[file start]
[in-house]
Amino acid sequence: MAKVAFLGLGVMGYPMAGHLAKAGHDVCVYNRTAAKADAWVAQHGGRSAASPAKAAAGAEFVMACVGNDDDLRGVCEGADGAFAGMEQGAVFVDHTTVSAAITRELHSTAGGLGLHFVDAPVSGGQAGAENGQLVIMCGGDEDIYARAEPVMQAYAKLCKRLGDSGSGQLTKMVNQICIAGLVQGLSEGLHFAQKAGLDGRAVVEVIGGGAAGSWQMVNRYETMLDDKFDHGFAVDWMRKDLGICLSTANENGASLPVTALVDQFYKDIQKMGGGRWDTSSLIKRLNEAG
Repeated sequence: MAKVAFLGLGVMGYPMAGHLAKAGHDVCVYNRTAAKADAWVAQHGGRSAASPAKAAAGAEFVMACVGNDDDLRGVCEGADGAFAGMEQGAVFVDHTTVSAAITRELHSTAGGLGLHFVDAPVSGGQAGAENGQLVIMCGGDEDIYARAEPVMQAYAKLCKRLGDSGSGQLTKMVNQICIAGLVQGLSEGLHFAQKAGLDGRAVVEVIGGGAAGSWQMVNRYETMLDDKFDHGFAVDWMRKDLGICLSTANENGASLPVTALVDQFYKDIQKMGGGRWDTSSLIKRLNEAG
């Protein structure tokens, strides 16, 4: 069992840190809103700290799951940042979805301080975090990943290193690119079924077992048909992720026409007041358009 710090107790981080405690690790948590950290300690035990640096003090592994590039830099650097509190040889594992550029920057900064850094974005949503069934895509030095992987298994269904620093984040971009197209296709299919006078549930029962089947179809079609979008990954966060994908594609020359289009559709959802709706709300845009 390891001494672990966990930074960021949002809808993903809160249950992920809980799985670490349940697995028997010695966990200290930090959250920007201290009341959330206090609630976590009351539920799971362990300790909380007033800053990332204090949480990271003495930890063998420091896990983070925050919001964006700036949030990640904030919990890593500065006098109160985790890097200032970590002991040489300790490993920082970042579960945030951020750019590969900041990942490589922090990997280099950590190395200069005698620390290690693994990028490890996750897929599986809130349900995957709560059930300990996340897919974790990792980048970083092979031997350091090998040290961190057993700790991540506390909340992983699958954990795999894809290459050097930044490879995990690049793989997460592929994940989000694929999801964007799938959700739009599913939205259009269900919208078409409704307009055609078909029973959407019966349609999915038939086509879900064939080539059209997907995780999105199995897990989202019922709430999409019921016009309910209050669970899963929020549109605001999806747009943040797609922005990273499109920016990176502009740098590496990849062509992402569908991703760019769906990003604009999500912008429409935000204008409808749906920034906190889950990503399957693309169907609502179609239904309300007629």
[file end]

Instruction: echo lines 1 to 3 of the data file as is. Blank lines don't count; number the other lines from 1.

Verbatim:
[in-house]
Amino acid sequence: MAKVAFLGLGVMGYPMAGHLAKAGHDVCVYNRTAAKADAWVAQHGGRSAASPAKAAAGAEFVMACVGNDDDLRGVCEGADGAFAGMEQGAVFVDHTTVSAAITRELHSTAGGLGLHFVDAPVSGGQAGAENGQLVIMCGGDEDIYARAEPVMQAYAKLCKRLGDSGSGQLTKMVNQICIAGLVQGLSEGLHFAQKAGLDGRAVVEVIGGGAAGSWQMVNRYETMLDDKFDHGFAVDWMRKDLGICLSTANENGASLPVTALVDQFYKDIQKMGGGRWDTSSLIKRLNEAG
Repeated sequence: MAKVAFLGLGVMGYPMAGHLAKAGHDVCVYNRTAAKADAWVAQHGGRSAASPAKAAAGAEFVMACVGNDDDLRGVCEGADGAFAGMEQGAVFVDHTTVSAAITRELHSTAGGLGLHFVDAPVSGGQAGAENGQLVIMCGGDEDIYARAEPVMQAYAKLCKRLGDSGSGQLTKMVNQICIAGLVQGLSEGLHFAQKAGLDGRAVVEVIGGGAAGSWQMVNRYETMLDDKFDHGFAVDWMRKDLGICLSTANENGASLPVTALVDQFYKDIQKMGGGRWDTSSLIKRLNEAG